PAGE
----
by Emily Bowles
In graduate school, one of my professors scandalously broke from critical theory and wrote a book titled Literary Criticism: An Autopsy. When I took his class, he was fashionably iconoclastic: a Berkley grad who, romantic rumor had it, was an up- and-coming theoretical thinker whose professor died, leaving him his papers—papers that somehow transformed him from a poststructuralist into a conservative thinker, someone as acrimoniously divorced from critical theory as he had been wedded to it as a student.
At Emory, very few students shared his viewpoints, but there was something deeply tragic, almost hypnotic in how he taught us the historical trajectory of literary theory, a wistfulness, as if he had lived alongside Plato and was hurt that his dear friend had been betrayed by Cixous, Derrida, Foucault, and Irigaray.
I hadn’t thought of him in years. In fact, I haven’t thought much about literary theory and the battles of the books intellectuals have waged since Jonathan Swift’s text of that name, because my academic trajectory veered off course, and I learned that while it is interesting to think about Foucault’s docile bodies or the panopticon in light of recent political events, the theoretical concepts of corporeal inscription and policing can only go so far in helping us make sense of our world and the works comprising them.
His book title has returned to me, recently, as I think about art, action, and identity in the broader context of COVID-19. What words have we mangled, murdered in our efforts to understand the “new normal” and creatives’ place in it?
I have been imagining my own creative work as an autopsy of sorts, an examination of bodies that matter—bodies I know, bodies I don’t know, bodies of work, bodies of water.
Mostly, I have been murdering mermaids in order to find out what makes them breathe.
Instead of explain what I mean, exactly, by that, I am putting together three mermaid bodies here: quotations that merge and submerge in my ideas of mermaids, the knit and embroidered mermaids that I’ve busied my hands with, and a poem, in which I play with the word siren as it seduces while communicating fear, danger, and emergencies.
I have struggled for decades with periods of profound writer’s block and impostor syndrome, normally after reading something (or a series of somethings) so brilliant that I have questioned my own ability to add anything to a collective imagination. After reading Virginia Woolf and H.D. (and more recently, Lucy Ellmann), I have had to convince myself of something I do believe: our voices matter, and when we speak—in whatever form that takes on—we add meaning, for ourselves and others.
During quarantine, I’ve let old voices back into my life, in part because social distancing has made me crave the intimacy I found in them, and I have invited new ones in before tangling up the writers’ words into my own interpretations.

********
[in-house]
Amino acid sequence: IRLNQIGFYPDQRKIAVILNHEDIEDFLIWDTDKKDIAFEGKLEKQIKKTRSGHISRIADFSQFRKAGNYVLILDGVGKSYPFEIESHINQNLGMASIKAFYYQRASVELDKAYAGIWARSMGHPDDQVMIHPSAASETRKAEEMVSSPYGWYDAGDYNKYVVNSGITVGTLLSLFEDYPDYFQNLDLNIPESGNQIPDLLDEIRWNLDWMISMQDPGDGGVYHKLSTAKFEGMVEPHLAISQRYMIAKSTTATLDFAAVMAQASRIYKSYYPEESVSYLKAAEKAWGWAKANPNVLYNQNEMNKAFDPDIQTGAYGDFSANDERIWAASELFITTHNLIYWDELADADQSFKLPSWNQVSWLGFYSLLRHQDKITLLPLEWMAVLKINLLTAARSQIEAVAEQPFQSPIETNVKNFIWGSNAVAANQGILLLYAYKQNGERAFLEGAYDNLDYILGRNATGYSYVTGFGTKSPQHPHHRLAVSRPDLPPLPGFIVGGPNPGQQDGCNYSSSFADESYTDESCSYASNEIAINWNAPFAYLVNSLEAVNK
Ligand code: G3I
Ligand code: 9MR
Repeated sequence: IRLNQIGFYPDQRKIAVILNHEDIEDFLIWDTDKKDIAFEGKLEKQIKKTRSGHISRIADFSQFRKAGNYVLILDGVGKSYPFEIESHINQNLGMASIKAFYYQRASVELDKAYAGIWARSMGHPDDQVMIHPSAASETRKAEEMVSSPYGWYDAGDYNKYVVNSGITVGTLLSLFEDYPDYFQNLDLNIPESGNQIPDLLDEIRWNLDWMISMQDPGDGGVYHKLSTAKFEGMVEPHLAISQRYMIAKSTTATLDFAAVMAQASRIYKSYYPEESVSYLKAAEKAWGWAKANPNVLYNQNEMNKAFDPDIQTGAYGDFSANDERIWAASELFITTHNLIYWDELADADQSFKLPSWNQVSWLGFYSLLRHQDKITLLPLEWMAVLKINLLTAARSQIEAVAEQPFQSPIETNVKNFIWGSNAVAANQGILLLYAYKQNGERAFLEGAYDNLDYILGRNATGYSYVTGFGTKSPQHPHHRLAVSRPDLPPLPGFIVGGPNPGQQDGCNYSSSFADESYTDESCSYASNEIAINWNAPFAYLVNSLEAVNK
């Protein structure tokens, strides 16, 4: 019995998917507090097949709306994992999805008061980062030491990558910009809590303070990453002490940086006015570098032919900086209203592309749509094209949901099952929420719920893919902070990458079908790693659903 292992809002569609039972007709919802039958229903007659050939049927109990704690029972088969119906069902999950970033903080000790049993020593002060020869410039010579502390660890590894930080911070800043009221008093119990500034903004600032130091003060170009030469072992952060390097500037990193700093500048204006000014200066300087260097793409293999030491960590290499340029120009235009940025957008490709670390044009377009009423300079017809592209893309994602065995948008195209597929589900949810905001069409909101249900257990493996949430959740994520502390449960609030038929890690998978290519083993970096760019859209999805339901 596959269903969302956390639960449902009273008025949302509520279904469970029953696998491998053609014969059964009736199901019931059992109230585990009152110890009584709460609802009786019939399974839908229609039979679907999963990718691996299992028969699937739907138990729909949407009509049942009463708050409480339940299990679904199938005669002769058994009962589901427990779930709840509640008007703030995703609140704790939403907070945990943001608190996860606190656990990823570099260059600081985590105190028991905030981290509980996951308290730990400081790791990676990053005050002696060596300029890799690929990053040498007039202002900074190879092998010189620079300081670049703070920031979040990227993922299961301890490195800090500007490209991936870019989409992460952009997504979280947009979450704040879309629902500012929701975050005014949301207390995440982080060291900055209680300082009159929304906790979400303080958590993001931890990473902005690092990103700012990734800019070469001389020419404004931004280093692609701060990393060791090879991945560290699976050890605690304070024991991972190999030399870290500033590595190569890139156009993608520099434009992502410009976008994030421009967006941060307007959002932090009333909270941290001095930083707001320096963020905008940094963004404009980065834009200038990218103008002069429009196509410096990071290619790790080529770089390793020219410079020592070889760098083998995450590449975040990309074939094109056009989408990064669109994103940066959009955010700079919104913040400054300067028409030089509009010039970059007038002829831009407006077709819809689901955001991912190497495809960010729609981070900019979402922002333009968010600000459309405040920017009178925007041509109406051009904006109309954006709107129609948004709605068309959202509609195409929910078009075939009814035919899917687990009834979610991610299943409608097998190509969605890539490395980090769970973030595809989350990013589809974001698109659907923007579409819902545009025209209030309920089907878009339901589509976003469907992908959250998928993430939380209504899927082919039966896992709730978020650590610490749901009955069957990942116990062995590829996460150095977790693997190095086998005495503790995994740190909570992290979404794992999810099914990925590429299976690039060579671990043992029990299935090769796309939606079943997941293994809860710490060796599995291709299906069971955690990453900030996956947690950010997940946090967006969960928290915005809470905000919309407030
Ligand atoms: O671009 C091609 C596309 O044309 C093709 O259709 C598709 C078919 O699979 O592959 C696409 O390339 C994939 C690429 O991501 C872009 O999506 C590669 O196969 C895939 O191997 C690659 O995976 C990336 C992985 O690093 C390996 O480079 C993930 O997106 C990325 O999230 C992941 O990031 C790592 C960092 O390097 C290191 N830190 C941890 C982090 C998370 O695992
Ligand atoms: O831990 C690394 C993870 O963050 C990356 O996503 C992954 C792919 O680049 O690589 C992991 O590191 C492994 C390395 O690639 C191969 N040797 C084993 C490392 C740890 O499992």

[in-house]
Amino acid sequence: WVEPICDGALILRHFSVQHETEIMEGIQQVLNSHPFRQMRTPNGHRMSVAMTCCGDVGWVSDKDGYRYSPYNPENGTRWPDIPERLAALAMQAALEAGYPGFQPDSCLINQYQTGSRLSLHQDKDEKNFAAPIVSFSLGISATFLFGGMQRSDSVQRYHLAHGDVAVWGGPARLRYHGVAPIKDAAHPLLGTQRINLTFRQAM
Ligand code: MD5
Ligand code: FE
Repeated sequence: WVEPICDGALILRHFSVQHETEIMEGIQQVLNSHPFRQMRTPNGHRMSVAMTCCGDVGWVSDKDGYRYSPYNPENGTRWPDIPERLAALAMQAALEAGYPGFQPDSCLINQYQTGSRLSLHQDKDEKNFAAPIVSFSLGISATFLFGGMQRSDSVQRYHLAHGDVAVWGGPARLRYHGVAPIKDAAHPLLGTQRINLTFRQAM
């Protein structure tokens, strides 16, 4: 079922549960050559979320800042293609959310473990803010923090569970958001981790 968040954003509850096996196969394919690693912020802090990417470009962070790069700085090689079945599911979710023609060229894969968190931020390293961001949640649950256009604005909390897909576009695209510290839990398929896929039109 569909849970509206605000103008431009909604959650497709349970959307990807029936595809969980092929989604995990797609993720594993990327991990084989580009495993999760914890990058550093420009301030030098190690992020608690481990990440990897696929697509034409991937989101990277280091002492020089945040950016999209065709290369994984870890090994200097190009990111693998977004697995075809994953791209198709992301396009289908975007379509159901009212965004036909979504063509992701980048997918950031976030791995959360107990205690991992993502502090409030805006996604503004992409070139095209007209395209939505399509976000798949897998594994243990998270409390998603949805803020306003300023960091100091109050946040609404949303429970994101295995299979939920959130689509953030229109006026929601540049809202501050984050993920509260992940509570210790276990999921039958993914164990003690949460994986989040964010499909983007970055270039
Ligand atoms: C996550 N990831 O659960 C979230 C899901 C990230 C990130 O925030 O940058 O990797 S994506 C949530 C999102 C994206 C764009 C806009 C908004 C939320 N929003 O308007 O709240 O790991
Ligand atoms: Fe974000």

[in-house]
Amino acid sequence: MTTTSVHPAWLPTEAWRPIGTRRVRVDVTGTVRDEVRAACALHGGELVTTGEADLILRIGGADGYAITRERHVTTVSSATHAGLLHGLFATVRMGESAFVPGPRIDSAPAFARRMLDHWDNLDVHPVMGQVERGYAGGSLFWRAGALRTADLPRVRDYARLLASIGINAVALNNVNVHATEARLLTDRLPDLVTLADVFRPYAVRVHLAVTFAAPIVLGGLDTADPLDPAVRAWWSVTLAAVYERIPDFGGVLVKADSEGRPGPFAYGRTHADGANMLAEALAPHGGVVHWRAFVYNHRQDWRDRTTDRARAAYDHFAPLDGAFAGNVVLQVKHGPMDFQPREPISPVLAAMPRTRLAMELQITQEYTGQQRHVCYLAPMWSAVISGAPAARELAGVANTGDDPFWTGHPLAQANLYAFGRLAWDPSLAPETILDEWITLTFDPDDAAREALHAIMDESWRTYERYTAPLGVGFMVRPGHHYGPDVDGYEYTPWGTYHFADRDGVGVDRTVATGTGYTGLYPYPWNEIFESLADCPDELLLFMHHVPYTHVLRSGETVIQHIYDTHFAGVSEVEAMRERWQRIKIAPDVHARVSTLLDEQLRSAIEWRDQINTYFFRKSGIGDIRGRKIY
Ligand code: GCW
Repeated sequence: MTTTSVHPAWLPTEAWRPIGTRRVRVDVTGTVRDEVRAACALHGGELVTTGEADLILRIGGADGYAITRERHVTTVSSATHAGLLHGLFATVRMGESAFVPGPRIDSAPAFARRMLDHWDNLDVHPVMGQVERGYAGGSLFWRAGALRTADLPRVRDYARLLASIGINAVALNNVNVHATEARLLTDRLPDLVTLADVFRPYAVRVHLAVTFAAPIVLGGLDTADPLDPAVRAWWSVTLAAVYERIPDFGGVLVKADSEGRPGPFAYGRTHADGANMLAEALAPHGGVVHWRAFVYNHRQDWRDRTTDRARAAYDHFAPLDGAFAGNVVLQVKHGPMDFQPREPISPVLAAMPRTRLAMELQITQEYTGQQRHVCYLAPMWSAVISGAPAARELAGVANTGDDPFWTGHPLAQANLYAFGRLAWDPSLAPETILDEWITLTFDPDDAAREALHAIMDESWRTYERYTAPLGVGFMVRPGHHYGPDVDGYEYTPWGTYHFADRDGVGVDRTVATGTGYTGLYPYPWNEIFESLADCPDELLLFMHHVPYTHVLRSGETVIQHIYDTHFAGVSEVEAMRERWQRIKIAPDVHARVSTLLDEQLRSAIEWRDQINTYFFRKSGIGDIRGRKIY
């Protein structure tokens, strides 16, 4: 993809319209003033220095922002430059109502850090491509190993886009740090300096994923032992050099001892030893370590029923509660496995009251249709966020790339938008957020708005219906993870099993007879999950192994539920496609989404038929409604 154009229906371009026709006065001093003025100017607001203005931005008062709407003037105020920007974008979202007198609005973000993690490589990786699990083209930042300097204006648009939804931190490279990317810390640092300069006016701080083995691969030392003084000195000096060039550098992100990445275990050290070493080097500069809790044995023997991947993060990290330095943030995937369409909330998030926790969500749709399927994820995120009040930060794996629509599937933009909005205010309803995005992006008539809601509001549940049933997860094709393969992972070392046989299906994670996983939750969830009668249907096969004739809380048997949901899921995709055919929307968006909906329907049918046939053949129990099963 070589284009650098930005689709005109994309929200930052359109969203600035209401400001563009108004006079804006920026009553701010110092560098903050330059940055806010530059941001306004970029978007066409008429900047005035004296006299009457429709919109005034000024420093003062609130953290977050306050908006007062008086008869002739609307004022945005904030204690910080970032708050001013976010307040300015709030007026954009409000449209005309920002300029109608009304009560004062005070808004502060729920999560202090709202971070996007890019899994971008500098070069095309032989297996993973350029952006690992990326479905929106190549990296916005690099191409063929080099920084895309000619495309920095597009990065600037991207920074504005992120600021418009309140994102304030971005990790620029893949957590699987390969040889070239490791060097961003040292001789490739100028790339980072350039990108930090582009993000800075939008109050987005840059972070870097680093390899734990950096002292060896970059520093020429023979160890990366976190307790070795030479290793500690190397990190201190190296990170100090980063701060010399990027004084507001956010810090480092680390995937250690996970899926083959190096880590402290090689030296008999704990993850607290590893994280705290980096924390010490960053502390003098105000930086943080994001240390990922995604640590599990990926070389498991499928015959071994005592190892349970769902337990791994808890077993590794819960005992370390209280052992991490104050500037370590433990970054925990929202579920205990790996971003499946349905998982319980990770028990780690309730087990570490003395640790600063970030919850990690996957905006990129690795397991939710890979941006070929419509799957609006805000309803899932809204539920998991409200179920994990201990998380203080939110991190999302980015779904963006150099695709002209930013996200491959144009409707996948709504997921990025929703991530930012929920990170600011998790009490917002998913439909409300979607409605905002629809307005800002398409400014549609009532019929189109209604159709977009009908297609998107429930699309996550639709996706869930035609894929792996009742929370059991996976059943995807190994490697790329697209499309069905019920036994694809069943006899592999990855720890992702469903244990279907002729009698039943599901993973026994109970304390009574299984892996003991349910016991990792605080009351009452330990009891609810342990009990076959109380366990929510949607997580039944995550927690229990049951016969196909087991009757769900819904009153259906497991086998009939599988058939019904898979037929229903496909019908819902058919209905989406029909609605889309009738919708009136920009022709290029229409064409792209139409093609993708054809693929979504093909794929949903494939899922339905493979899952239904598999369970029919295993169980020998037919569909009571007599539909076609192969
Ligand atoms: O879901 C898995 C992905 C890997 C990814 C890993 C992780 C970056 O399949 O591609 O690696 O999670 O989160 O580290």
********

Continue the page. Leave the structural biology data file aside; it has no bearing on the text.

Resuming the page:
- T.S. Eliot, “I have heard the mermaids singing, each to each.”
- Tori Amos, “What if I’m a mermaid in these jeans of his with her name still on them?”
- Alix E. Harrow, “To a world of sea creatures, your ability to breathe air is stunning.”
Bethany C. Morrow, “I can’t decide whether I’m glad they’re listening or whether I’m annoyed that the conversation’s gone unheard for so many years. I think probably both.”
I have pulled quotations out from T.S. Eliot, Tori Amos, Alix E. Harrow, and Bethany C. Morrow as if with a scalpel, and cut through them until I find what I want, and from these bodies, I build a mermaid in my mind whose voice is a cry against patriarchal standards of beauty, a cry against rape culture, a cry against self-silencing and socially or institutionally-sanctioned silencings. I build a mermaid who does not sun herself on rocks but lurches, as ugly as she needs to be to survive, which might in fact mean she is more beautiful, stronger, and stranger than she knows.
With fragments of quotations like these and fictions/facts competing for space, I have found myself creating objects that are simultaneously domestic and impractical: they require patience and a knack for mending or re-purposing things, but they do not exactly fill a need.
When I work with my hands, it is meditative: I use the repetition to still my mind when I need to and also to work through ideas, ranging from the practical to the poetic. Mermaid blankets require so little mental attention from me that, as I work through the scales, I weave in and out of discourses—conversations with my daughter, podcasts, books, Netflix binges, and moments of quiet, along with hours of zoom meetings for work.
Seeing a body (or half of a mythical body) take shape as I watch and listen to people speaking from frames on my computer screen makes me feel like I am literalizing my own metaphors, making the magic I wish I could find—a magic, as the quotation from Harrow suggests, that could be as simple as being able to breathe without fear.
Rather than attempt to segment my writing or separate it from these practices, I have started blurring the boundaries and seeing that in each act, I am making/have made personal and political choices that become intelligible in different modes, with different amounts of opacity.
Once a body has been broken (into), I weave these stories into mine.
I started this poem while I was running on a stretch of trail by the Fox River, an environment not exactly amenable to mermaids, and am continuing to think about how I can create living, breathing meaning in the ugliness we all see—algae on the river, rotting fish, and the larger violences we are collectively witnessing.
Emily Bowles has a PhD in English from Emory University. Her first chapbook (His Journal, My Stella) attempts to make invisible women visible and intelligible.